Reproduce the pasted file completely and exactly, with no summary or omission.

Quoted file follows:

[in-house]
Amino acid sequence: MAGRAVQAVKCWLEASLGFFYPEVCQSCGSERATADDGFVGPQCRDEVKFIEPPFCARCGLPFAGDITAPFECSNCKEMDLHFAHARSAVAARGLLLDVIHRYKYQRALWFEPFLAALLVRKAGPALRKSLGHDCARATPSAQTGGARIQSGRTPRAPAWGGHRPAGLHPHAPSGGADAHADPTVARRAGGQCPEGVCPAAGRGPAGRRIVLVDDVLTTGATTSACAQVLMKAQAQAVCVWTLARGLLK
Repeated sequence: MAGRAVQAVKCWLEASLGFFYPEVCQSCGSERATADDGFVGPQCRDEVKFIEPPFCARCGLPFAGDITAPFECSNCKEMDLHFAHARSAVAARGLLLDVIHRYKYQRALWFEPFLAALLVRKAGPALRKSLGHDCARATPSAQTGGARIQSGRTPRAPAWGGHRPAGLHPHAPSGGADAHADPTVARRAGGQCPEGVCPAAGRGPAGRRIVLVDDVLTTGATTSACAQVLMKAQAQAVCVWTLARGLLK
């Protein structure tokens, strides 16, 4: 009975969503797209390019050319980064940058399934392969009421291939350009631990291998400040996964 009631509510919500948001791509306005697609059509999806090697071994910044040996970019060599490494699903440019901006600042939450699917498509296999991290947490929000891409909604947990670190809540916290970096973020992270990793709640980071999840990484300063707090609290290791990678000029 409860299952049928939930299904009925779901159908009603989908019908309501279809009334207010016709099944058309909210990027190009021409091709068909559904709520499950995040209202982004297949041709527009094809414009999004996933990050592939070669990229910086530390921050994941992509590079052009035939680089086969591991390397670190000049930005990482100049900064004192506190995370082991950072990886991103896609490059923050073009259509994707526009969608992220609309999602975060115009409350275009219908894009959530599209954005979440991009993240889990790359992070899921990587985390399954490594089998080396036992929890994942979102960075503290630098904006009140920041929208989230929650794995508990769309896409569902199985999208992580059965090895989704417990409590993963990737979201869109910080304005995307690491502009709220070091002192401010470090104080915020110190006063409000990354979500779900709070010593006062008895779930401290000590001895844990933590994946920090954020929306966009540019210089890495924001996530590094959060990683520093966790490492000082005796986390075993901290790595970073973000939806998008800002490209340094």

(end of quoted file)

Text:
[in-house]
Amino acid sequence: MAGRAVQAVKCWLEASLGFFYPEVCQSCGSERATADDGFVGPQCRDEVKFIEPPFCARCGLPFAGDITAPFECSNCKEMDLHFAHARSAVAARGLLLDVIHRYKYQRALWFEPFLAALLVRKAGPALRKSLGHDCARATPSAQTGGARIQSGRTPRAPAWGGHRPAGLHPHAPSGGADAHADPTVARRAGGQCPEGVCPAAGRGPAGRRIVLVDDVLTTGATTSACAQVLMKAQAQAVCVWTLARGLLK
Repeated sequence: MAGRAVQAVKCWLEASLGFFYPEVCQSCGSERATADDGFVGPQCRDEVKFIEPPFCARCGLPFAGDITAPFECSNCKEMDLHFAHARSAVAARGLLLDVIHRYKYQRALWFEPFLAALLVRKAGPALRKSLGHDCARATPSAQTGGARIQSGRTPRAPAWGGHRPAGLHPHAPSGGADAHADPTVARRAGGQCPEGVCPAAGRGPAGRRIVLVDDVLTTGATTSACAQVLMKAQAQAVCVWTLARGLLK
């Protein structure tokens, strides 16, 4: 009975969503797209390019050319980064940058399934392969009421291939350009631990291998400040996964 009631509510919500948001791509306005697609059509999806090697071994910044040996970019060599490494699903440019901006600042939450699917498509296999991290947490929000891409909604947990670190809540916290970096973020992270990793709640980071999840990484300063707090609290290791990678000029 409860299952049928939930299904009925779901159908009603989908019908309501279809009334207010016709099944058309909210990027190009021409091709068909559904709520499950995040209202982004297949041709527009094809414009999004996933990050592939070669990229910086530390921050994941992509590079052009035939680089086969591991390397670190000049930005990482100049900064004192506190995370082991950072990886991103896609490059923050073009259509994707526009969608992220609309999602975060115009409350275009219908894009959530599209954005979440991009993240889990790359992070899921990587985390399954490594089998080396036992929890994942979102960075503290630098904006009140920041929208989230929650794995508990769309896409569902199985999208992580059965090895989704417990409590993963990737979201869109910080304005995307690491502009709220070091002192401010470090104080915020110190006063409000990354979500779900709070010593006062008895779930401290000590001895844990933590994946920090954020929306966009540019210089890495924001996530590094959060990683520093966790490492000082005796986390075993901290790595970073973000939806998008800002490209340094």